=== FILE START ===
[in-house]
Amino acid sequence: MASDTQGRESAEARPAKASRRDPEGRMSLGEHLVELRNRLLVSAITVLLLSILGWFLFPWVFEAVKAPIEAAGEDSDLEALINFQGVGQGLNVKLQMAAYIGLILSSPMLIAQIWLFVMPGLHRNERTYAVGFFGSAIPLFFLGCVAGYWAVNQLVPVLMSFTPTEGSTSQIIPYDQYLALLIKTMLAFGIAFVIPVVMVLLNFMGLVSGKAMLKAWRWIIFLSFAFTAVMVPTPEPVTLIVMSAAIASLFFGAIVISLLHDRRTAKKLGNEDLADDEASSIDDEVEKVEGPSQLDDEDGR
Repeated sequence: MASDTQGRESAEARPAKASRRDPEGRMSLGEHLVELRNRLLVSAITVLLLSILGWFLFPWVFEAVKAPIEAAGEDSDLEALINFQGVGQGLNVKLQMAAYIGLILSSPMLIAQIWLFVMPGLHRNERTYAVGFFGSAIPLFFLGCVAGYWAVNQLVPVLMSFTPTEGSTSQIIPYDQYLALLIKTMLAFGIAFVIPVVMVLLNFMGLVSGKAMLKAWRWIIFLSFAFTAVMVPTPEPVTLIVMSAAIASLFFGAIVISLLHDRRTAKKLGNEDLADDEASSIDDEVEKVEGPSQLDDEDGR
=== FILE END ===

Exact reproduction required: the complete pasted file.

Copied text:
[in-house]
Amino acid sequence: MASDTQGRESAEARPAKASRRDPEGRMSLGEHLVELRNRLLVSAITVLLLSILGWFLFPWVFEAVKAPIEAAGEDSDLEALINFQGVGQGLNVKLQMAAYIGLILSSPMLIAQIWLFVMPGLHRNERTYAVGFFGSAIPLFFLGCVAGYWAVNQLVPVLMSFTPTEGSTSQIIPYDQYLALLIKTMLAFGIAFVIPVVMVLLNFMGLVSGKAMLKAWRWIIFLSFAFTAVMVPTPEPVTLIVMSAAIASLFFGAIVISLLHDRRTAKKLGNEDLADDEASSIDDEVEKVEGPSQLDDEDGR
Repeated sequence: MASDTQGRESAEARPAKASRRDPEGRMSLGEHLVELRNRLLVSAITVLLLSILGWFLFPWVFEAVKAPIEAAGEDSDLEALINFQGVGQGLNVKLQMAAYIGLILSSPMLIAQIWLFVMPGLHRNERTYAVGFFGSAIPLFFLGCVAGYWAVNQLVPVLMSFTPTEGSTSQIIPYDQYLALLIKTMLAFGIAFVIPVVMVLLNFMGLVSGKAMLKAWRWIIFLSFAFTAVMVPTPEPVTLIVMSAAIASLFFGAIVISLLHDRRTAKKLGNEDLADDEASSIDDEVEKVEGPSQLDDEDGR